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Is “being foreign” a liability for mining companies? Locational liabilities and social conflict in Latin America

Paul Alexander Haslam, Nasser Ary Tanimoune () and Zarlasht M. Razeq

Resources Policy, 2019, vol. 63, issue C, -

Abstract: Do foreign mining firms face additional challenges and incur additional costs in host environments because of their nationality? This paper draws on the business literature on liability of foreignness (LOF), to examine whether foreign mining firms face a performance liability in comparison to locally-owned mining companies. In order to adapt this literature to the particular context of mining in developing countries, characterized by territorially-uneven costs of doing business abroad, and link it with stakeholder perceptions, we introduce the concept of “locational liabilities”. We show that foreign mining firms do experience a liability of foreignness associated with a higher likelihood of social conflict, than locally-owned firms, and that this effect can only be fully identified with the inclusion of locational liabilities that interact differentially with foreign and local firms. Furthermore, we demonstrate that these liabilities are not easily mitigated by corporate social responsibility practices, suggesting that foreign firms may have greater difficulty obtaining social licence to operate. The article uses an original database of 634 mining properties in five countries of Latin America, and a novel empirical methodology based on highly-localized property-level sources of data drawn in part from geographic information system (GIS) analysis.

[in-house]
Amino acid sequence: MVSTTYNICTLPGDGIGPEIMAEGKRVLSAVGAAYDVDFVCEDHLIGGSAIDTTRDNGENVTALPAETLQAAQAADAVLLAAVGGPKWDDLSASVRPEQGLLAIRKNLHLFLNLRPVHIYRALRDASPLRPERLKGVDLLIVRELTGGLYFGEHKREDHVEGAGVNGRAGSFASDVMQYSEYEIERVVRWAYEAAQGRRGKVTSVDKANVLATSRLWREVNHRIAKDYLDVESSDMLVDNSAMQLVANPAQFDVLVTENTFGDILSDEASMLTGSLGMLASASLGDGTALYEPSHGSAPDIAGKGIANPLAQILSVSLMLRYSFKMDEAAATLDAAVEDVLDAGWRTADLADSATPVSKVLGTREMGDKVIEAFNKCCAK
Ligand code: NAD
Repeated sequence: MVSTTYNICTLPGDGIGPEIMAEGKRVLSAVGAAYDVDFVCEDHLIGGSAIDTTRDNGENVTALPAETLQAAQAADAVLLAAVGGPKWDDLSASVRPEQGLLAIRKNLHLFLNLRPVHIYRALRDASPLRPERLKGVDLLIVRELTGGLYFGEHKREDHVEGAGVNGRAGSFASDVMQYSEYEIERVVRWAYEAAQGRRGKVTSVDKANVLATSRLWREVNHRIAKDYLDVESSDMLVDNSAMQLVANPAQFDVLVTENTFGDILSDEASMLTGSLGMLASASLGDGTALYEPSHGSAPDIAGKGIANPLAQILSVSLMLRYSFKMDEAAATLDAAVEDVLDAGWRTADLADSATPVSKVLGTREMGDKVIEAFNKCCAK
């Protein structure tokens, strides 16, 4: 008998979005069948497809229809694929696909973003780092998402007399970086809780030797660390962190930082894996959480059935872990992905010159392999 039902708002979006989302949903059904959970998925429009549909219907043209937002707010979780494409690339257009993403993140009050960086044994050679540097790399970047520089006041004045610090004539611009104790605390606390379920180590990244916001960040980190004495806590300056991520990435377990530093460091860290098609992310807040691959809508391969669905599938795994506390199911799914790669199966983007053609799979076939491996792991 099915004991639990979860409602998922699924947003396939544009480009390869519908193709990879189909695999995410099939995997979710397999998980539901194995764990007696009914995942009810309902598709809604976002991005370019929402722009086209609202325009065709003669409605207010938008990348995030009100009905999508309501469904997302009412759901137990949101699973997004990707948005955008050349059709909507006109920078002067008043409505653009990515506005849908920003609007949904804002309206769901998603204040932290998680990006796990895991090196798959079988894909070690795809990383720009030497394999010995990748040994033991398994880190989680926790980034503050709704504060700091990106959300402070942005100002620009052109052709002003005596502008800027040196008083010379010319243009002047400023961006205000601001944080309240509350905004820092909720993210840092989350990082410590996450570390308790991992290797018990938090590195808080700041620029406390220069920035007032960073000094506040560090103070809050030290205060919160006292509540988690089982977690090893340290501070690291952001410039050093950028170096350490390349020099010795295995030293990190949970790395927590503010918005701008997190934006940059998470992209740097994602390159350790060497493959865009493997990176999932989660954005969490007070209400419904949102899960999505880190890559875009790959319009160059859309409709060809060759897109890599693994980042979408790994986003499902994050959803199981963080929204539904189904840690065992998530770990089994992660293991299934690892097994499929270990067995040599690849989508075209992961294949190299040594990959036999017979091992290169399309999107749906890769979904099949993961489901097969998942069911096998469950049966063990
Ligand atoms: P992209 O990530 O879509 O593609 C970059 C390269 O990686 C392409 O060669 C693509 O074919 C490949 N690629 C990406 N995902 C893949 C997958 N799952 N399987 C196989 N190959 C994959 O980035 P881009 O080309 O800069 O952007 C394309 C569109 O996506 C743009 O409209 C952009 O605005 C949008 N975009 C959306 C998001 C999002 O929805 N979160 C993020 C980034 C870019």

Keywords: Liability of foreignness (LOF); Corporate social responsibility (CSR); Social licence to operate (SLO); Mining; Social conflict; Latin America (search for similar items in EconPapers)
Date: 2019
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DOI: 10.1016/j.resourpol.2019.101425

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